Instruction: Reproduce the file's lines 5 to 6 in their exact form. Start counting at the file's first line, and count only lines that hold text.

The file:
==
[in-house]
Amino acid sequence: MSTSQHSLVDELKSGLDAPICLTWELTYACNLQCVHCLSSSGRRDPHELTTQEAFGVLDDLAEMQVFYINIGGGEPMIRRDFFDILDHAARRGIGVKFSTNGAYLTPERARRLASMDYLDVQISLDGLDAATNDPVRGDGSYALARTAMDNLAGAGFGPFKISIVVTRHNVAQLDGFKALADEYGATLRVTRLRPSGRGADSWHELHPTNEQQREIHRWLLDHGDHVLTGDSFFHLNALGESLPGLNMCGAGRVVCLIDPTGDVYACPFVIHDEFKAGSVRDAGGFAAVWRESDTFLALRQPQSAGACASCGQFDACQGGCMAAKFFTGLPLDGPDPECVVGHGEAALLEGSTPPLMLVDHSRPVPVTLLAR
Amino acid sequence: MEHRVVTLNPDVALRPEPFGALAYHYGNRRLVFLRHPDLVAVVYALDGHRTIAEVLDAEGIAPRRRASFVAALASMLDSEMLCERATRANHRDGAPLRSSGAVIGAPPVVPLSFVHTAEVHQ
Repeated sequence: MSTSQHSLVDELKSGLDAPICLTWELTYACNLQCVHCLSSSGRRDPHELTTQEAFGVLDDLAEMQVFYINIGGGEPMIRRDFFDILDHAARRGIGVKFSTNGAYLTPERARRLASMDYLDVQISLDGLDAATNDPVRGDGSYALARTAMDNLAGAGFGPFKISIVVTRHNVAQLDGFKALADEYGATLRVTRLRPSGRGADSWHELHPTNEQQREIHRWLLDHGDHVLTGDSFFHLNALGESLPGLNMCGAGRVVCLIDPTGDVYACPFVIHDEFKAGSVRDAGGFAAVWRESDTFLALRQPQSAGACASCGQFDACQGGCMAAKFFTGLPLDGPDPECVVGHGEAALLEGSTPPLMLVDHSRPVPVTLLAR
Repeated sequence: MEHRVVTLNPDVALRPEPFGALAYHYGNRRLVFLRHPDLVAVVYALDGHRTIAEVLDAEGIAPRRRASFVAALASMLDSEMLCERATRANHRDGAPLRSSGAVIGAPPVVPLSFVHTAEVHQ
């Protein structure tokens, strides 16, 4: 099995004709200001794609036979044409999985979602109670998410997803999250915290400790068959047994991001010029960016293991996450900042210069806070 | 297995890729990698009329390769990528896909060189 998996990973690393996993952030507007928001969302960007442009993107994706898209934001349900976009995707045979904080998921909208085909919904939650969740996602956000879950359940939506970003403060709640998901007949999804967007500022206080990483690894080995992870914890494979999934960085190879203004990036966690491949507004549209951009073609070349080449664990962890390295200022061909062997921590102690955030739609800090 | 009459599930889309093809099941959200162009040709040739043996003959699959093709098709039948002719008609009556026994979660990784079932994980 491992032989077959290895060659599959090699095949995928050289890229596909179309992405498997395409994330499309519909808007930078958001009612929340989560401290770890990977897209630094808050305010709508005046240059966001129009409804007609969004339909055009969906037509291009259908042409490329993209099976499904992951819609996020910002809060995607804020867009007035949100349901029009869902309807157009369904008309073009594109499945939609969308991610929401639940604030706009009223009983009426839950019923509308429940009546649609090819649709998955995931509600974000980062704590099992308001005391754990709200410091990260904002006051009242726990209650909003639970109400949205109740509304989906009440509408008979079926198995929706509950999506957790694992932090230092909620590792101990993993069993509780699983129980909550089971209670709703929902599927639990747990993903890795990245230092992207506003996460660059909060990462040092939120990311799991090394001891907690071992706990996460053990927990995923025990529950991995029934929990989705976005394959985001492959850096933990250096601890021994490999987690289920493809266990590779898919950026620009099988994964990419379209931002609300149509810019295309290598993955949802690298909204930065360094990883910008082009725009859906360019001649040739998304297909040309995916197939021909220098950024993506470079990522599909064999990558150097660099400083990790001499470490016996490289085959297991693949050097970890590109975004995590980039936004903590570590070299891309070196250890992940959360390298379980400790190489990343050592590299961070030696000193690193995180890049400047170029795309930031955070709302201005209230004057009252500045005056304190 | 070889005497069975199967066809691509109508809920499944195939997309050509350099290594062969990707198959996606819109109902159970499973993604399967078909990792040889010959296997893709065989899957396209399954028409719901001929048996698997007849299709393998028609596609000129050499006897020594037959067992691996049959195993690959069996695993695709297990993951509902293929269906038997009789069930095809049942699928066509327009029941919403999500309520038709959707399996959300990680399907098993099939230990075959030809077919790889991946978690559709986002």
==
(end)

Repeated sequence: MEHRVVTLNPDVALRPEPFGALAYHYGNRRLVFLRHPDLVAVVYALDGHRTIAEVLDAEGIAPRRRASFVAALASMLDSEMLCERATRANHRDGAPLRSSGAVIGAPPVVPLSFVHTAEVHQ
């Protein structure tokens, strides 16, 4: 099995004709200001794609036979044409999985979602109670998410997803999250915290400790068959047994991001010029960016293991996450900042210069806070 | 297995890729990698009329390769990528896909060189 998996990973690393996993952030507007928001969302960007442009993107994706898209934001349900976009995707045979904080998921909208085909919904939650969740996602956000879950359940939506970003403060709640998901007949999804967007500022206080990483690894080995992870914890494979999934960085190879203004990036966690491949507004549209951009073609070349080449664990962890390295200022061909062997921590102690955030739609800090 | 009459599930889309093809099941959200162009040709040739043996003959699959093709098709039948002719008609009556026994979660990784079932994980 491992032989077959290895060659599959090699095949995928050289890229596909179309992405498997395409994330499309519909808007930078958001009612929340989560401290770890990977897209630094808050305010709508005046240059966001129009409804007609969004339909055009969906037509291009259908042409490329993209099976499904992951819609996020910002809060995607804020867009007035949100349901029009869902309807157009369904008309073009594109499945939609969308991610929401639940604030706009009223009983009426839950019923509308429940009546649609090819649709998955995931509600974000980062704590099992308001005391754990709200410091990260904002006051009242726990209650909003639970109400949205109740509304989906009440509408008979079926198995929706509950999506957790694992932090230092909620590792101990993993069993509780699983129980909550089971209670709703929902599927639990747990993903890795990245230092992207506003996460660059909060990462040092939120990311799991090394001891907690071992706990996460053990927990995923025990529950991995029934929990989705976005394959985001492959850096933990250096601890021994490999987690289920493809266990590779898919950026620009099988994964990419379209931002609300149509810019295309290598993955949802690298909204930065360094990883910008082009725009859906360019001649040739998304297909040309995916197939021909220098950024993506470079990522599909064999990558150097660099400083990790001499470490016996490289085959297991693949050097970890590109975004995590980039936004903590570590070299891309070196250890992940959360390298379980400790190489990343050592590299961070030696000193690193995180890049400047170029795309930031955070709302201005209230004057009252500045005056304190 | 070889005497069975199967066809691509109508809920499944195939997309050509350099290594062969990707198959996606819109109902159970499973993604399967078909990792040889010959296997893709065989899957396209399954028409719901001929048996698997007849299709393998028609596609000129050499006897020594037959067992691996049959195993690959069996695993695709297990993951509902293929269906038997009789069930095809049942699928066509327009029941919403999500309520038709959707399996959300990680399907098993099939230990075959030809077919790889991946978690559709986002």